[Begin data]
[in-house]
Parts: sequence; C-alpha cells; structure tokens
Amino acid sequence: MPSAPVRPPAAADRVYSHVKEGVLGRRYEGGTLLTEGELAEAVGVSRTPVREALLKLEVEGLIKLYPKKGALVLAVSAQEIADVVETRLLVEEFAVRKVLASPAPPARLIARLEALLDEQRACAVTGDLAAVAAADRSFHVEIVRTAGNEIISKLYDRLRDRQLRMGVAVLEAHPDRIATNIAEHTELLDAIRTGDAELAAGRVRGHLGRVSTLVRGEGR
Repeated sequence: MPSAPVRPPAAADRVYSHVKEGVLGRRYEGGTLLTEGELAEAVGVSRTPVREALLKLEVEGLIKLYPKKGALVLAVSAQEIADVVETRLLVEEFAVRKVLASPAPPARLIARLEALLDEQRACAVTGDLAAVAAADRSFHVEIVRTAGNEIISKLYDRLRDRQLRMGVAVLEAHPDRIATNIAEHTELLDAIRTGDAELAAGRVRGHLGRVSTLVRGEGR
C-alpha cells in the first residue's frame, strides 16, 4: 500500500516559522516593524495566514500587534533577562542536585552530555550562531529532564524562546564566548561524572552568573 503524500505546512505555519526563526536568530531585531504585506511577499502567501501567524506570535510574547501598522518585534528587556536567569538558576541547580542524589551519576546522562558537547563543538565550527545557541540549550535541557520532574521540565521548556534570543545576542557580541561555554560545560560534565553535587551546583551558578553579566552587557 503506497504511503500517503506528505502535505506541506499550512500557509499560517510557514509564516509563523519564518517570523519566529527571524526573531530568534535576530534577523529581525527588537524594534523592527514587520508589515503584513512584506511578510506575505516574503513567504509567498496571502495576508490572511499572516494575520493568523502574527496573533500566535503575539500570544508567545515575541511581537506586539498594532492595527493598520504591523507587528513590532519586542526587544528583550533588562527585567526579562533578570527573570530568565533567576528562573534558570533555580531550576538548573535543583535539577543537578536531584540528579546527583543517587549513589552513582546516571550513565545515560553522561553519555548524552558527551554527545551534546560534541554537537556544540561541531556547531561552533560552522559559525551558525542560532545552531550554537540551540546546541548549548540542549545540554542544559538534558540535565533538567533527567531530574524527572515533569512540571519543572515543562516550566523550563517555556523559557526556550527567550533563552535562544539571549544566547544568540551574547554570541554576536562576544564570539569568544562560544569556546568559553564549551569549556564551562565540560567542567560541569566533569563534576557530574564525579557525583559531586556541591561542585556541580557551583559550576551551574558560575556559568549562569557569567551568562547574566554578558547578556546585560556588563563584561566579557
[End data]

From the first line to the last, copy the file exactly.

[in-house]
Parts: sequence; C-alpha cells; structure tokens
Amino acid sequence: MPSAPVRPPAAADRVYSHVKEGVLGRRYEGGTLLTEGELAEAVGVSRTPVREALLKLEVEGLIKLYPKKGALVLAVSAQEIADVVETRLLVEEFAVRKVLASPAPPARLIARLEALLDEQRACAVTGDLAAVAAADRSFHVEIVRTAGNEIISKLYDRLRDRQLRMGVAVLEAHPDRIATNIAEHTELLDAIRTGDAELAAGRVRGHLGRVSTLVRGEGR
Repeated sequence: MPSAPVRPPAAADRVYSHVKEGVLGRRYEGGTLLTEGELAEAVGVSRTPVREALLKLEVEGLIKLYPKKGALVLAVSAQEIADVVETRLLVEEFAVRKVLASPAPPARLIARLEALLDEQRACAVTGDLAAVAAADRSFHVEIVRTAGNEIISKLYDRLRDRQLRMGVAVLEAHPDRIATNIAEHTELLDAIRTGDAELAAGRVRGHLGRVSTLVRGEGR
C-alpha cells in the first residue's frame, strides 16, 4: 500500500516559522516593524495566514500587534533577562542536585552530555550562531529532564524562546564566548561524572552568573 503524500505546512505555519526563526536568530531585531504585506511577499502567501501567524506570535510574547501598522518585534528587556536567569538558576541547580542524589551519576546522562558537547563543538565550527545557541540549550535541557520532574521540565521548556534570543545576542557580541561555554560545560560534565553535587551546583551558578553579566552587557 503506497504511503500517503506528505502535505506541506499550512500557509499560517510557514509564516509563523519564518517570523519566529527571524526573531530568534535576530534577523529581525527588537524594534523592527514587520508589515503584513512584506511578510506575505516574503513567504509567498496571502495576508490572511499572516494575520493568523502574527496573533500566535503575539500570544508567545515575541511581537506586539498594532492595527493598520504591523507587528513590532519586542526587544528583550533588562527585567526579562533578570527573570530568565533567576528562573534558570533555580531550576538548573535543583535539577543537578536531584540528579546527583543517587549513589552513582546516571550513565545515560553522561553519555548524552558527551554527545551534546560534541554537537556544540561541531556547531561552533560552522559559525551558525542560532545552531550554537540551540546546541548549548540542549545540554542544559538534558540535565533538567533527567531530574524527572515533569512540571519543572515543562516550566523550563517555556523559557526556550527567550533563552535562544539571549544566547544568540551574547554570541554576536562576544564570539569568544562560544569556546568559553564549551569549556564551562565540560567542567560541569566533569563534576557530574564525579557525583559531586556541591561542585556541580557551583559550576551551574558560575556559568549562569557569567551568562547574566554578558547578556546585560556588563563584561566579557